As the language here suggests, the appeal is to a natural law conception of human nature, according to which we must understand the telos of human sexual life, marriage, and the family in order to discern the range of acceptable reproductive interventions. Moreover, the appeal is to a particular understanding of this telos, one in which intercourse, love, procreation, marriage, and the family belong together. In the Vatican's view, procreation is properly undertaken in the context of a loving monogamous marriage through an act of sexual intercourse. Here, then, is a second standard by which to assess interventions in the reproductive process. Any type of assisted reproduction that conforms to the procreative norm just articulated, i.e., any procreative attempt that includes sexual intercourse between partners in a loving monogamous marriage, helps facilitate the natural process of procreation and is therefore acceptable. Any intervention that fails to conform to the norm is a departure from the natural law with respect to human sexuality and is therefore morally problematic.

Two points are worth noting at this juncture. First, in rejecting reproductive technology as a violation of natural law, the Vatican is invoking the "inseparability thesis," set out in Humanae Vitae, and which supports Catholic opposition to contraception. Just as the Catholic Church condemns contraception because it separates what is never permitted to be separated by allowing for sex without procreation, so it condemns reproductive technology because it provides for the possibility of procreation without sex. This is important to note because many critics of the inseparability thesis have argued that, by insisting that each and every act of sexual intercourse must be open to procreation, the Vatican itself accepts a sort of "physicalist" understanding of sexuality that is incompatible with the holistic picture of the person as a "unified totality" of body and spirit that grounds the first line of argument against reproductive technology discussed above.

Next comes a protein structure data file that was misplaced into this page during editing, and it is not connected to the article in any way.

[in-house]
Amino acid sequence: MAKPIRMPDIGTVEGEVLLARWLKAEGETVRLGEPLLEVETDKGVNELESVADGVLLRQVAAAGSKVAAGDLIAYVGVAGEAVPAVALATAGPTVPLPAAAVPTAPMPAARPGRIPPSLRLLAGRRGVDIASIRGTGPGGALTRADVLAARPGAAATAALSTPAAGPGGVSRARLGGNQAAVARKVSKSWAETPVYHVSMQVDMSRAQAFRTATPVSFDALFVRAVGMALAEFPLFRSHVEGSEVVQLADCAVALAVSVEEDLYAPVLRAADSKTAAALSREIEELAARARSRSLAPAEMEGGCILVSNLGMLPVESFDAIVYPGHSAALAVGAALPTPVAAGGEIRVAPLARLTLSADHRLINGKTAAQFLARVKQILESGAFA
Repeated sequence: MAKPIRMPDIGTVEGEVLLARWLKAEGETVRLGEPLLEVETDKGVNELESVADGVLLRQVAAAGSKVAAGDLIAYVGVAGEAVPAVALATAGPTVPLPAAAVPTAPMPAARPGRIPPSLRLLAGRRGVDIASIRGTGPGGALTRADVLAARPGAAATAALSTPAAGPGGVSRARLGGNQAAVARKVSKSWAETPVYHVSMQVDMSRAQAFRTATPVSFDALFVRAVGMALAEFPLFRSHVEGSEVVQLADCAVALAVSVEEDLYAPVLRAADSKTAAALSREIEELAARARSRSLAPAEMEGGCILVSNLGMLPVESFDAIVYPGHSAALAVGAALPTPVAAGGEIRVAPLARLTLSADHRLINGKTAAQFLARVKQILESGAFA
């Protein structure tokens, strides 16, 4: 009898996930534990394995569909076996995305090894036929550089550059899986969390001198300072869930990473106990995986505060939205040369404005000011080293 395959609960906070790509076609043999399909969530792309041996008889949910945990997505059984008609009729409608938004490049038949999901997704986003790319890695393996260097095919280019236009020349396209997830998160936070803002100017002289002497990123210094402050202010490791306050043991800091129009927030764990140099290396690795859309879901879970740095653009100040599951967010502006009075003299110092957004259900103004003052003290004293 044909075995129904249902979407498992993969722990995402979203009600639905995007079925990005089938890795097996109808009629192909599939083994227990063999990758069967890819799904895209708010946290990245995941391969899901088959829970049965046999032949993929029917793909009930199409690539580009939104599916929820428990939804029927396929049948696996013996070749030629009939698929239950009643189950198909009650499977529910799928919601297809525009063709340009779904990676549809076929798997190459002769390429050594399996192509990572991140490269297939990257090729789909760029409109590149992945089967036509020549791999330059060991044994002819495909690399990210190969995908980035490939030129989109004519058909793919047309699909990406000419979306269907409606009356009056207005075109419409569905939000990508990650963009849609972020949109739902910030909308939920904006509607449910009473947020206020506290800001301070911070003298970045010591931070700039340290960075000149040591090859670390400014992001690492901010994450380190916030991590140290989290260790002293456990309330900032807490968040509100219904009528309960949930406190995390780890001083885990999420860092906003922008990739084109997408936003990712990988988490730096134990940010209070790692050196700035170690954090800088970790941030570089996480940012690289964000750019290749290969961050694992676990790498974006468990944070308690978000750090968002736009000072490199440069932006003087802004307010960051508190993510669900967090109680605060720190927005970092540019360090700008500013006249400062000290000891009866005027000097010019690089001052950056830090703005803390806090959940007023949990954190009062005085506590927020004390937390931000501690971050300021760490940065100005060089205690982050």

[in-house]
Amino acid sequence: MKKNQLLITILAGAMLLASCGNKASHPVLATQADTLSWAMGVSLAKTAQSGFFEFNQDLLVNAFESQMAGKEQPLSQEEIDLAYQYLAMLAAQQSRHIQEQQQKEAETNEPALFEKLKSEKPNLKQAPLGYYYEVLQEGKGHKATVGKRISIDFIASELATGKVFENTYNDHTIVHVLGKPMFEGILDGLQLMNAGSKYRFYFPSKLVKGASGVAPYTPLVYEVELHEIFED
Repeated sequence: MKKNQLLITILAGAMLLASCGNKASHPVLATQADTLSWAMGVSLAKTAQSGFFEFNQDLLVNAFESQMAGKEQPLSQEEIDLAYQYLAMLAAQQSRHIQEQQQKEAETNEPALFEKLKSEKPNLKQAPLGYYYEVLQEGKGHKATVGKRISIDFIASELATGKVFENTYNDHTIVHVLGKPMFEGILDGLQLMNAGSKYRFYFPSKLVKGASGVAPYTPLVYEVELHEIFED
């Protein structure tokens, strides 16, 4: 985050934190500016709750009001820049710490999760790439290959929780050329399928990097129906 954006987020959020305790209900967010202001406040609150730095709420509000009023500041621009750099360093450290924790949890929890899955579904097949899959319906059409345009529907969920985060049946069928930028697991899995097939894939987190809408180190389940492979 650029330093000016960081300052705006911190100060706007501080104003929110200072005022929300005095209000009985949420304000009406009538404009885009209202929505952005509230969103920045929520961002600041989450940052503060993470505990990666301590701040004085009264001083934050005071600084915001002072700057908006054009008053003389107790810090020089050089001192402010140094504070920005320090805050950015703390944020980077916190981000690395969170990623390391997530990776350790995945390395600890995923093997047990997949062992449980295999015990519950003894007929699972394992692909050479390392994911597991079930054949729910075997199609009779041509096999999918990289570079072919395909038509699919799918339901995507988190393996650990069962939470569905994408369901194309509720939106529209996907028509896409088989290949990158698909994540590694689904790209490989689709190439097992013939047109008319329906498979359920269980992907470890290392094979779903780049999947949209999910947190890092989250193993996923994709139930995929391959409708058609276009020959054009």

This observation suggests a second one. To say that reproductive technology separates procreation from sex is not equivalent to saying that reproductive technology disembodies procreation. So opposition to reproductive technology is not just opposition to those techniques, like IVF, that actually disembody conception, but opposition to how the body is used and viewed by reproductive technology generally. To be sure, the Vatican objection is not merely reducible to the consequentialist concern that all forms of reproductive technology move us toward the objectionable endpoint of extracorporeal gestation. Nevertheless, whether emphasis is placed upon the bodily and spiritual unity of a person, or upon the importance of keeping sex and procreation together, the Vatican is concerned that reproductive technology leads us to treat our bodies merely as a source of gametes, and that so treating our bodies is the first step to disembodying procreation altogether. We already have extracorporeal conception; can extracorporeal gestation be far behind? Ultimately, then, one important source of Vatican resistance to reproductive technology is that it encourages the disembodiment of procreation.

Roman Catholic Advocacy Of A Family Living Wage Natural Law